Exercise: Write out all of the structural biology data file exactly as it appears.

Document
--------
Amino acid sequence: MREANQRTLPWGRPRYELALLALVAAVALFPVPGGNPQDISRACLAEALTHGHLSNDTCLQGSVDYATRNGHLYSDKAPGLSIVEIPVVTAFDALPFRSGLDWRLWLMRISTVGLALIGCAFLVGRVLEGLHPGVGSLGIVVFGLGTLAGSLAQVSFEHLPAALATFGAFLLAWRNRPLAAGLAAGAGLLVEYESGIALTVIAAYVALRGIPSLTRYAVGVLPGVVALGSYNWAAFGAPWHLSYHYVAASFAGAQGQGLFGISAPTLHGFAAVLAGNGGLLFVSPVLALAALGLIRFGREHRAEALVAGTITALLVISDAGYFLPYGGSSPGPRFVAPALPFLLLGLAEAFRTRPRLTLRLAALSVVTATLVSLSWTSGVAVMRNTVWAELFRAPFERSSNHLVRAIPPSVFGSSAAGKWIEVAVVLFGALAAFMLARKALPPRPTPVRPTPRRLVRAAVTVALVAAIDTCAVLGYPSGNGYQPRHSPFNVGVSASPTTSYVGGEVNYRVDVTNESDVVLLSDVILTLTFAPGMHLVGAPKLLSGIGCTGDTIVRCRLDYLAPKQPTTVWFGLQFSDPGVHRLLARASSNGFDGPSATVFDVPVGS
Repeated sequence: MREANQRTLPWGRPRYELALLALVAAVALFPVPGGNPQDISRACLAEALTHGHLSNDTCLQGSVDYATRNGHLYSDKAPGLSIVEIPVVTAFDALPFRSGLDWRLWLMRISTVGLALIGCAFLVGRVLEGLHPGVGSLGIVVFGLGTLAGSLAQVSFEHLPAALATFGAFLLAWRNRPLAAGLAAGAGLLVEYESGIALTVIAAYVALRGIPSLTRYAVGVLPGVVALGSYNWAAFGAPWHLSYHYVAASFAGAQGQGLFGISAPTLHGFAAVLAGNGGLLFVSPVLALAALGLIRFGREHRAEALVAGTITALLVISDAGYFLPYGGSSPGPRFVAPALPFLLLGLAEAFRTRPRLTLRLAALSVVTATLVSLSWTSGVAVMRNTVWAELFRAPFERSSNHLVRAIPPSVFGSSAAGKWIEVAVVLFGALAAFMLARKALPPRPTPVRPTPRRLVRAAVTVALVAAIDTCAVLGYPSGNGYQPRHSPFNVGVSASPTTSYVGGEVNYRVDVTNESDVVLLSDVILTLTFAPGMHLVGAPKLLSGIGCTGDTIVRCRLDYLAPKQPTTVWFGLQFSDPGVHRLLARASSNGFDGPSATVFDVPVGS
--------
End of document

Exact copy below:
Amino acid sequence: MREANQRTLPWGRPRYELALLALVAAVALFPVPGGNPQDISRACLAEALTHGHLSNDTCLQGSVDYATRNGHLYSDKAPGLSIVEIPVVTAFDALPFRSGLDWRLWLMRISTVGLALIGCAFLVGRVLEGLHPGVGSLGIVVFGLGTLAGSLAQVSFEHLPAALATFGAFLLAWRNRPLAAGLAAGAGLLVEYESGIALTVIAAYVALRGIPSLTRYAVGVLPGVVALGSYNWAAFGAPWHLSYHYVAASFAGAQGQGLFGISAPTLHGFAAVLAGNGGLLFVSPVLALAALGLIRFGREHRAEALVAGTITALLVISDAGYFLPYGGSSPGPRFVAPALPFLLLGLAEAFRTRPRLTLRLAALSVVTATLVSLSWTSGVAVMRNTVWAELFRAPFERSSNHLVRAIPPSVFGSSAAGKWIEVAVVLFGALAAFMLARKALPPRPTPVRPTPRRLVRAAVTVALVAAIDTCAVLGYPSGNGYQPRHSPFNVGVSASPTTSYVGGEVNYRVDVTNESDVVLLSDVILTLTFAPGMHLVGAPKLLSGIGCTGDTIVRCRLDYLAPKQPTTVWFGLQFSDPGVHRLLARASSNGFDGPSATVFDVPVGS
Repeated sequence: MREANQRTLPWGRPRYELALLALVAAVALFPVPGGNPQDISRACLAEALTHGHLSNDTCLQGSVDYATRNGHLYSDKAPGLSIVEIPVVTAFDALPFRSGLDWRLWLMRISTVGLALIGCAFLVGRVLEGLHPGVGSLGIVVFGLGTLAGSLAQVSFEHLPAALATFGAFLLAWRNRPLAAGLAAGAGLLVEYESGIALTVIAAYVALRGIPSLTRYAVGVLPGVVALGSYNWAAFGAPWHLSYHYVAASFAGAQGQGLFGISAPTLHGFAAVLAGNGGLLFVSPVLALAALGLIRFGREHRAEALVAGTITALLVISDAGYFLPYGGSSPGPRFVAPALPFLLLGLAEAFRTRPRLTLRLAALSVVTATLVSLSWTSGVAVMRNTVWAELFRAPFERSSNHLVRAIPPSVFGSSAAGKWIEVAVVLFGALAAFMLARKALPPRPTPVRPTPRRLVRAAVTVALVAAIDTCAVLGYPSGNGYQPRHSPFNVGVSASPTTSYVGGEVNYRVDVTNESDVVLLSDVILTLTFAPGMHLVGAPKLLSGIGCTGDTIVRCRLDYLAPKQPTTVWFGLQFSDPGVHRLLARASSNGFDGPSATVFDVPVGS